The importance of visual branding on social media

If you want to stand out on social media and earn the respect of your followers, you need to create a visual brand that instils confidence, trust and familiarity.

Online interactions are getting shorter and shorter, which means you have less time than ever to captivate your audience’s attention. However, you can still do it with visuals as they are instant and worth a thousand words.

Never underestimate your visual identity

First and foremost, never, ever underestimate the importance of your visual identity.

Even though it’s just a small part of your overall company, it’s inevitably the first thing your customers and prospects start relating to when they interact with your business.

For example, take the photos of yourself you use on your bio page or Facebook profile. What looks better? A candid shot of you eating a burger snapped on a mobile phone or a professional headshot that radiates a sense of respectability and professionalism?

That’s why you should spend an appropriate amount of time designing, constructing and developing your visual identity and not stop until you are 100% happy with every element.

Differentiate yourself from the crowd

Competing in busy marketplaces is something that all brands have to do, but it’s often much harder (and much more crucial) for smaller businesses.

Simply saying you’re different isn’t enough, especially on today’s super-crowded social networks. Your audience needs to see easily and quickly what it is that differentiates you from your competitors and one of the best ways to do this is via your visual identity.

While logos are often small and simple, think how massive they are for recognition. When you see the McDonald’s or Starbuck’s logo, you instantly know the company behind it and what they sell. A logo is the fastest form of communication between a brand and its customers.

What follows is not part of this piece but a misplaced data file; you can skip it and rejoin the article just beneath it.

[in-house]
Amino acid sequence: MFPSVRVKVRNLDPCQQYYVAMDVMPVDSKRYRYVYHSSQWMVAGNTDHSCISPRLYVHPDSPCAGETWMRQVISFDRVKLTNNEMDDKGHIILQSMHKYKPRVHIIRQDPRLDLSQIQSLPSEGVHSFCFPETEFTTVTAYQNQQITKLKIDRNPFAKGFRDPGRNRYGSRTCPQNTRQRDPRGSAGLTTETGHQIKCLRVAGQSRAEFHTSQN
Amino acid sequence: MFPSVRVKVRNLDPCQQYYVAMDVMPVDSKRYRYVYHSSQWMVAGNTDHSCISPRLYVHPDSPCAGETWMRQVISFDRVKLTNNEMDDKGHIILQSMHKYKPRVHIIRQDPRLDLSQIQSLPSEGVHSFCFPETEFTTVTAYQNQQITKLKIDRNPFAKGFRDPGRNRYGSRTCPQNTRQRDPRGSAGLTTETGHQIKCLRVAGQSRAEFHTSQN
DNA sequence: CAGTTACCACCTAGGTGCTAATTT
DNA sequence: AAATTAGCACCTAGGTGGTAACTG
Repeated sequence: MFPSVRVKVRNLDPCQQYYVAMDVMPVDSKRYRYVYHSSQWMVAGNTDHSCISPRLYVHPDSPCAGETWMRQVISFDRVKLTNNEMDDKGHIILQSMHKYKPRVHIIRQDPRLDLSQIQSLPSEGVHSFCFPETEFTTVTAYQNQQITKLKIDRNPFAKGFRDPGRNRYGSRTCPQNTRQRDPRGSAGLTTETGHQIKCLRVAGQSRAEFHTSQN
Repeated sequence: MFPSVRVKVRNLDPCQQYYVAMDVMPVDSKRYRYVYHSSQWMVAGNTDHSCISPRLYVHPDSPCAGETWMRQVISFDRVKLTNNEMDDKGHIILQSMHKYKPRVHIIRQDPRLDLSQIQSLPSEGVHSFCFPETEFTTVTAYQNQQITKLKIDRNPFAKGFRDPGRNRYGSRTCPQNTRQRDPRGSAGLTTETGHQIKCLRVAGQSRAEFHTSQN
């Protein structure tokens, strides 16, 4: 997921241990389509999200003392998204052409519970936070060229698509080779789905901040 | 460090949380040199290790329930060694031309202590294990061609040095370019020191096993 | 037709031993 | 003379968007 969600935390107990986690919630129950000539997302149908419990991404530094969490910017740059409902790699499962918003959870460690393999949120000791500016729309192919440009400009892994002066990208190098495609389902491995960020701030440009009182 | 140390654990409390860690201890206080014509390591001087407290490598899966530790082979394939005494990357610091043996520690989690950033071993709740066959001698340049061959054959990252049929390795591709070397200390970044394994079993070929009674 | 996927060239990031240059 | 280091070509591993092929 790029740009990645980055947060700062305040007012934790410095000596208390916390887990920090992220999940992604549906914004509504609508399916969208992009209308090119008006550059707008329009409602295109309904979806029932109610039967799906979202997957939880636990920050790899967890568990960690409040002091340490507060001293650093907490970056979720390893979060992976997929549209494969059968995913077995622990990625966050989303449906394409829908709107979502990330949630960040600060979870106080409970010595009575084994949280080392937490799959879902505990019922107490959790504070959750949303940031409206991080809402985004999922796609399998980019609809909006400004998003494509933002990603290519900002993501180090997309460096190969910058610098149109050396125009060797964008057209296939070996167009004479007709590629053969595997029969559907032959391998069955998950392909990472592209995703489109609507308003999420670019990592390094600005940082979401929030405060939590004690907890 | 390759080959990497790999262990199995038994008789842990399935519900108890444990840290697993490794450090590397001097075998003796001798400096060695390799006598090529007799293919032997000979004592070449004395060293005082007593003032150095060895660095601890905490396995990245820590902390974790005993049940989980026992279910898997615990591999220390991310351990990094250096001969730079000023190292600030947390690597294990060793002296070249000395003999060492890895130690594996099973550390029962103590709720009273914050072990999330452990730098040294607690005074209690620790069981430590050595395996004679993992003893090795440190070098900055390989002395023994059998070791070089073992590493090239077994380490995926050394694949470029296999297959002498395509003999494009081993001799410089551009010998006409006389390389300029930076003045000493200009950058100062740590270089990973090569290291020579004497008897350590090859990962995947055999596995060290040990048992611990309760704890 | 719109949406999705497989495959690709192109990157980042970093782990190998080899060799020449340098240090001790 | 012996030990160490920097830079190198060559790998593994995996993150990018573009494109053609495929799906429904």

Think about your niche

There’s differentiating yourself from the crowd and there’s being total irrelevant and random for your industry. Do the former and refrain from the latter.

What am I talking about? I’m referring to the brands that create logos and visual identities that simply do not complement the industry in which they operate. For example, a solicitor’s firm is highly unlikely to use a logo or main image that’s in a cartoon-style or overly jovial in nature.

Instead, most focus on emphasising the name of the law firm and often do away with a logo altogether. That’s because it’s the name that commands respect and instils trust with people.

Be consistent across channels and build trust

Consistency is key when building trust between your company and its audiences. The world’s biggest brands consistently use branded visuals, standard stock images, consistent colour palettes and specific fonts so their followers get to know what to expect and can relate to every publication in a much faster time.

As your audiences learn the themes and general visual branding you utilise, it will all become second nature to them and instil a sense of trust every time they see something you’ve produced. This sense of trust is so important and even a change of tone in your writing can be enough for your audience to question if this really is your company talking or an imposter.

Don’t be afraid to think outside the box and be creative

What is the current image you’re using for you brand’s Facebook cover photo? Chances are you haven’t changed it in a while because it’s one you like and one that your customers have grown to recognise.

Now I know I just said to be consistent, but bear with me.

Think for a second about the potential that single cover image has. It occupies a super valuable piece of social media real estate, which is why you should look to be creative with it.

For example, why not use your Facebook cover photo to promote upcoming events, new products and/or special offers. It’s literally the first thing your followers see when they land on your Facebook page, so make it work to your advantage.

Changing it for a few weeks to promote something important is absolutely fine and will not undermine your attempts to be consistent.

Do you have any tips for creating a winning visual identity? Perhaps you can share your story with me and my followers. I’d love to hear from you!